2021 is here. As we step into the new year, it’s the perfect time to reflect on our recent challenges and achievements. It’s also a good moment to think about the future with optimism and plan our goals. Our students, too, are thinking about their New Year’s resolutions.
As a teacher, you can help them consider how learning English will help them now and in the future. On top of this, you can guide them as they plan their goals and give them useful advice on how to achieve them.
Extended mind mapping
You probably already know how useful mind mapping can be when it comes to being creative or thinking about goals. This 30-minute activity will help your students think about how learning English will help them in the future and also consider what is most important to them.
You won’t need to prepare anything ahead of time, but you will need to supply each student with a large piece of paper (e.g., A3 size). If they are working online, they will need to have something to write on. Google’s Jamboards are a good simple and free alternative if you want to be paper free.
1. Write “How learning English can help me” on the board and have students copy it out in the center of the paper. Younger students can be more creative and also draw a picture of themselves, if you think it will be more engaging for them.
2. Ask your students to call out ways English can help them now and in the future. Write them on the board in a spider diagram as they do so. Encourage them to expand on their ideas and speak in full sentences. For example:
“English can help me understand things on the internet.”
- I can watch English-language movies;
- I can read forums in English;
- I can play online games in English.
Once students have understood the activity, put them in pairs or small groups and have them think of as many ways that English can help them as they can.
Encourage older learners to think about how English might help them with studying at university, living abroad and their future careers. Younger learners might be more focused on things that can help them in the immediate future. If you are working online, put them in breakout rooms to do so. Allow about ten to fifteen minutes for this.
3. Have each group share their ideas with the rest of the class. Students should add anything new or interesting to their own mind maps.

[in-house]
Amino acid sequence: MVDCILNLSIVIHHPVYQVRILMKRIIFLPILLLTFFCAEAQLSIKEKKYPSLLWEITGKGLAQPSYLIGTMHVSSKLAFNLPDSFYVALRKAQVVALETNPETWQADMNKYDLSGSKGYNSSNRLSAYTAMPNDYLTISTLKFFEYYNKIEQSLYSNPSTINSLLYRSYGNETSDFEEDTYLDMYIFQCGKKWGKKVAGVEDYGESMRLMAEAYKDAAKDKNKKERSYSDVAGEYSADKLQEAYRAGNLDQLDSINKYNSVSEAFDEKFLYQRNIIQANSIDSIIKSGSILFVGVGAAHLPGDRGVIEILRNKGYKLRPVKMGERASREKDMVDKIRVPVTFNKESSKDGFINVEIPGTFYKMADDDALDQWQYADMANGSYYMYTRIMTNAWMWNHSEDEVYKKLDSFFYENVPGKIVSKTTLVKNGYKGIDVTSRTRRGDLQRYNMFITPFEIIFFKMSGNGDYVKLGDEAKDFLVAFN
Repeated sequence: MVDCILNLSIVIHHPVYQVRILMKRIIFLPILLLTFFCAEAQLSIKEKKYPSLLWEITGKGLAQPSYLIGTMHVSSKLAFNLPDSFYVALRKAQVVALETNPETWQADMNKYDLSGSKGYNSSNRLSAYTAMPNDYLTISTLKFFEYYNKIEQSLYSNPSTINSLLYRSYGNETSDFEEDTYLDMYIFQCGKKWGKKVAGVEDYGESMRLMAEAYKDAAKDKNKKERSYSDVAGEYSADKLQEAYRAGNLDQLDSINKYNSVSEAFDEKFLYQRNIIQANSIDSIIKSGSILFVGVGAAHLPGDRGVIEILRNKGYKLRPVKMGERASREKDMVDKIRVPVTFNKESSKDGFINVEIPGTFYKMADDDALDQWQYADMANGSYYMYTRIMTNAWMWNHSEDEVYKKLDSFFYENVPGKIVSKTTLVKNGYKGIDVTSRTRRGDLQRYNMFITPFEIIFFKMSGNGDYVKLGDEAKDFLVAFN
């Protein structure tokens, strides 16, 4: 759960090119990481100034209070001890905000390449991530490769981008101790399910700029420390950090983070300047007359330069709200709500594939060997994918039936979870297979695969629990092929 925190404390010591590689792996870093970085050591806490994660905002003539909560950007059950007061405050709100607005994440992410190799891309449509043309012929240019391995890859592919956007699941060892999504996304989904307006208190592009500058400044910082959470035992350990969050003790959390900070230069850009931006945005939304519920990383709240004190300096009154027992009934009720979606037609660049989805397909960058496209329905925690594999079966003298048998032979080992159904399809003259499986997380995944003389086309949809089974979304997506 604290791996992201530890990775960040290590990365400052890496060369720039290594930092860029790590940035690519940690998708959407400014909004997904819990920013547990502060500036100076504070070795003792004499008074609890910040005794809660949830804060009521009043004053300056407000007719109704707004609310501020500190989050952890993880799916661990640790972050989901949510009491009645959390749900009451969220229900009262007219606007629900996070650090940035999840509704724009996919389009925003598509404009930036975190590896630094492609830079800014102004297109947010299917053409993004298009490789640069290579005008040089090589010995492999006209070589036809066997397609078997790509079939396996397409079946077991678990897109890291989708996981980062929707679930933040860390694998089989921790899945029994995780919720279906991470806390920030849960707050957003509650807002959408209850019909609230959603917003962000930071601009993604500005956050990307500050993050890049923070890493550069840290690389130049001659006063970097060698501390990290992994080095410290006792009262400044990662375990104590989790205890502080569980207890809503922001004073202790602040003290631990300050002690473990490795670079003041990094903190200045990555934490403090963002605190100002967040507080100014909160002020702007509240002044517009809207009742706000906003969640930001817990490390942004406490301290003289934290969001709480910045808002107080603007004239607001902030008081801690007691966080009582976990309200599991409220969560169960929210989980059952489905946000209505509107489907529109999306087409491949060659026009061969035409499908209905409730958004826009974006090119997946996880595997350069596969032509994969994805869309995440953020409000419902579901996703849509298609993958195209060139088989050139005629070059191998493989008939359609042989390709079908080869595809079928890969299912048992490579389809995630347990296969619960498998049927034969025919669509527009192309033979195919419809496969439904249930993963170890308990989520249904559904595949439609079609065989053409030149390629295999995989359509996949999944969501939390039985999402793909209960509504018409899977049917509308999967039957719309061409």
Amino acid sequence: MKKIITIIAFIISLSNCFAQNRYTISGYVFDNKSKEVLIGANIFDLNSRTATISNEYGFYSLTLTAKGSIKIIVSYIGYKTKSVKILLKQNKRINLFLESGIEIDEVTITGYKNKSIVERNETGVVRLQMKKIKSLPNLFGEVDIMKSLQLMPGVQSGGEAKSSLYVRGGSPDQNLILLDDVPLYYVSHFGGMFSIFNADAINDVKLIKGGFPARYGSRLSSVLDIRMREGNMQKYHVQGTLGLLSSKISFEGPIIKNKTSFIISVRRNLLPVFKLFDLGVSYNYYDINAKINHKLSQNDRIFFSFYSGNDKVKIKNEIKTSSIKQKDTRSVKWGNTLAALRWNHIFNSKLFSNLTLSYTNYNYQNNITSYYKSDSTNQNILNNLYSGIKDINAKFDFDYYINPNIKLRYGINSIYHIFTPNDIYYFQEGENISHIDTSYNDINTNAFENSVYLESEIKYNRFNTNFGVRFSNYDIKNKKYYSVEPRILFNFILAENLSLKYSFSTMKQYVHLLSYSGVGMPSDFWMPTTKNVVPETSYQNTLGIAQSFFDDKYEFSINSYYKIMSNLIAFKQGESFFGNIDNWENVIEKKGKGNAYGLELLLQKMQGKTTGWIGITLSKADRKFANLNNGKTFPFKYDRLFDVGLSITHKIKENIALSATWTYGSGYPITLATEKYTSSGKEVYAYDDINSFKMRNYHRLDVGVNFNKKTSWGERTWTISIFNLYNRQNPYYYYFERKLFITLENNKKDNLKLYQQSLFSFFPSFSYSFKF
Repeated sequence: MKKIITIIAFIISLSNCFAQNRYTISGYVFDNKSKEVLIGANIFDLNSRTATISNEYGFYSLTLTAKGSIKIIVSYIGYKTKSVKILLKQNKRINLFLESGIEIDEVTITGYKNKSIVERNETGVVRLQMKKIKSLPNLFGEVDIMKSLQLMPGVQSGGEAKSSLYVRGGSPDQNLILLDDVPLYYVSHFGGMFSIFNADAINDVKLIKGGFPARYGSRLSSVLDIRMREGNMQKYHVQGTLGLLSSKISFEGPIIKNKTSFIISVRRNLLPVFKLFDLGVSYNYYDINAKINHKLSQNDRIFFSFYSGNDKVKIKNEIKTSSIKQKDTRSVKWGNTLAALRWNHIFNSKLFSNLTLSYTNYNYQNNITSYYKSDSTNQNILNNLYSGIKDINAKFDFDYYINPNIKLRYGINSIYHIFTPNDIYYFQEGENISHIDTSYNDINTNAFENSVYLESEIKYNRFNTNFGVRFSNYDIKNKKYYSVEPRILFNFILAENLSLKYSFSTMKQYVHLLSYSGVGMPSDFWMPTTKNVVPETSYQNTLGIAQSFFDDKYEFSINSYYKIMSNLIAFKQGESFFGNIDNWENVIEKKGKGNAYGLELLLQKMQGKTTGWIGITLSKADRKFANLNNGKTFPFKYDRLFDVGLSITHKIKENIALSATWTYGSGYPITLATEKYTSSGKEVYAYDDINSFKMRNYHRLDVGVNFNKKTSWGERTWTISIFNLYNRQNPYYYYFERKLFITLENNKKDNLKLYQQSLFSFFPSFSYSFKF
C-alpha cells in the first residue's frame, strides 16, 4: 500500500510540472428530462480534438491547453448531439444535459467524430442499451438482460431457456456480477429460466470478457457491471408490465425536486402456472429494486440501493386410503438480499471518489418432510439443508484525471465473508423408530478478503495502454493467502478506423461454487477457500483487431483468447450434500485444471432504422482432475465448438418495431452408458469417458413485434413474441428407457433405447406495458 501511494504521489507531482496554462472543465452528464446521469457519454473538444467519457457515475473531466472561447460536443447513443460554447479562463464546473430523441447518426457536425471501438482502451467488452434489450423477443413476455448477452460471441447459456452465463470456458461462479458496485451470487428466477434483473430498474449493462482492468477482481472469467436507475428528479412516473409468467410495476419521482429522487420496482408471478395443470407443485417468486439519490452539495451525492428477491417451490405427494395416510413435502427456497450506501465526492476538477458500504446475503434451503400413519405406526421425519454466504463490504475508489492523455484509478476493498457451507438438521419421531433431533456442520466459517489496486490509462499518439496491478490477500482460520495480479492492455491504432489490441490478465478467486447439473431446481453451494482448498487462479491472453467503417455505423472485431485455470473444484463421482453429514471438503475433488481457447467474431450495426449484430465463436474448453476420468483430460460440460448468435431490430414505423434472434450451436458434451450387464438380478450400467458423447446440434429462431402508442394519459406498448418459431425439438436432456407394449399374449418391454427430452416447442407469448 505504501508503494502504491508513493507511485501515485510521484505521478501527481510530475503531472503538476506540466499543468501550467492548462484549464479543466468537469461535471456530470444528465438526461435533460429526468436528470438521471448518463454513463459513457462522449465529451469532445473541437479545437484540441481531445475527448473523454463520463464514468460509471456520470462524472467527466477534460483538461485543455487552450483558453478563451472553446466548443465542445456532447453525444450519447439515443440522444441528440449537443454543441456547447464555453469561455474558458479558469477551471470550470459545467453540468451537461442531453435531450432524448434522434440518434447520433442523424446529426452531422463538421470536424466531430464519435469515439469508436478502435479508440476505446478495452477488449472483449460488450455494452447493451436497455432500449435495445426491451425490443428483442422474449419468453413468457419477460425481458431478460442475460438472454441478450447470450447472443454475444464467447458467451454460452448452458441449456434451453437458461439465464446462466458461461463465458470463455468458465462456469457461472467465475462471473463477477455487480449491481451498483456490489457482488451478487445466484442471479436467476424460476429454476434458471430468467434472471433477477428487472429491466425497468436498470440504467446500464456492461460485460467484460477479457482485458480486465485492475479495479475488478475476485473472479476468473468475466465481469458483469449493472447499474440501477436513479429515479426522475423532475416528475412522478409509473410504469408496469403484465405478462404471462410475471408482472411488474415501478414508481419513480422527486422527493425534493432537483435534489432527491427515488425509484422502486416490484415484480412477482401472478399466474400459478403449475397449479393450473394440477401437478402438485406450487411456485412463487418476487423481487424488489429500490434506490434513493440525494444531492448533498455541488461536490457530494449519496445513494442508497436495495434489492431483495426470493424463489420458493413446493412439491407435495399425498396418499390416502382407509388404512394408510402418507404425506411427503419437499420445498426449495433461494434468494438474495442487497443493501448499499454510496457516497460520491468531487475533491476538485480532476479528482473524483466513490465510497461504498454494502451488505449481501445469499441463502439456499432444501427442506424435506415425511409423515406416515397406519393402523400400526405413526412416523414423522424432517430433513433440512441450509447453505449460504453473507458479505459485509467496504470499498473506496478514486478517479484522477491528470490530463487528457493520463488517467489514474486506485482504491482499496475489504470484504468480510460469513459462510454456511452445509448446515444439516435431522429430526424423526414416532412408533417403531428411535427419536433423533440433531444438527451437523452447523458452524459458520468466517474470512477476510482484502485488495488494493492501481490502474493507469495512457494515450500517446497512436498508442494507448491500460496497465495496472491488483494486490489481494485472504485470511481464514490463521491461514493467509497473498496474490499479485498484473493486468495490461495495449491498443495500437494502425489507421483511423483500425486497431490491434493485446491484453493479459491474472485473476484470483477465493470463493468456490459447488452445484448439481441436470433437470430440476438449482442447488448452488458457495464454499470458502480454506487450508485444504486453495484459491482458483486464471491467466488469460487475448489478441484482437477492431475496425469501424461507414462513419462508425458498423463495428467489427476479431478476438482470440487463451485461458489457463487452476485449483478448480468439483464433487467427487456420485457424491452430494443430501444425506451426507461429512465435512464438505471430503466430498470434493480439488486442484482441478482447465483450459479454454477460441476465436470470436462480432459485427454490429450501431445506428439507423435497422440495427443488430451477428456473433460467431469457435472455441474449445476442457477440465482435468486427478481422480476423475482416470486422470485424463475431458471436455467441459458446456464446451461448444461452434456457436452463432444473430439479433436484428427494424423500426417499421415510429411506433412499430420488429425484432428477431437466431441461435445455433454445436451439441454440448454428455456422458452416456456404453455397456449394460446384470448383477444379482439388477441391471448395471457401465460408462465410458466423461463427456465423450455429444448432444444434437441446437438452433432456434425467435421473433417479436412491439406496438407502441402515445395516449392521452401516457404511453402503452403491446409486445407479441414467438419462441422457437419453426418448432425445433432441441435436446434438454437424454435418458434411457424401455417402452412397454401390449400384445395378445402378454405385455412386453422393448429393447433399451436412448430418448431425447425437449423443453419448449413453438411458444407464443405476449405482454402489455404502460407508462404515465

4. Next, students should individually rank which five ideas are most important to them. These will form the basis of their own personal language learning goals.
5. Then have students write out their five top language learning goals. Depending on the age and ability of the group, you may need to supply the structure. For example:
- By the end of the year, I want to watch a movie in English.
- By the end of the year, I want to be able to play online games in English.
- By the end of the year, I want to pass my language exam.
Finally, once students have completed their own personal goals, set homework. They should consider what steps they need to take to achieve their goals. Also, encourage them to think about the following questions:
- What can they do on their own?
- What can you (the teacher) do to help them?
In the next class, reflect on their ideas and help students put a plan into action.
Tell students to display their New Year’s resolutions in a prominent place. If you’re working in a classroom, you can put them on the wall. If you are working online you can have students print them and display them above their desks at home, or you could attach them to your virtual learning platform. You should review their goals at different times throughout the year and quiz students on their progress. This will hold them accountable and keep them focused on what they want to achieve.
We wish you the best of luck with your classes, whether they are face-to-face, online or hybrid and a very happy and healthy 2021.
What are your New Year’s resolutions for 2021? Let us know in the comments.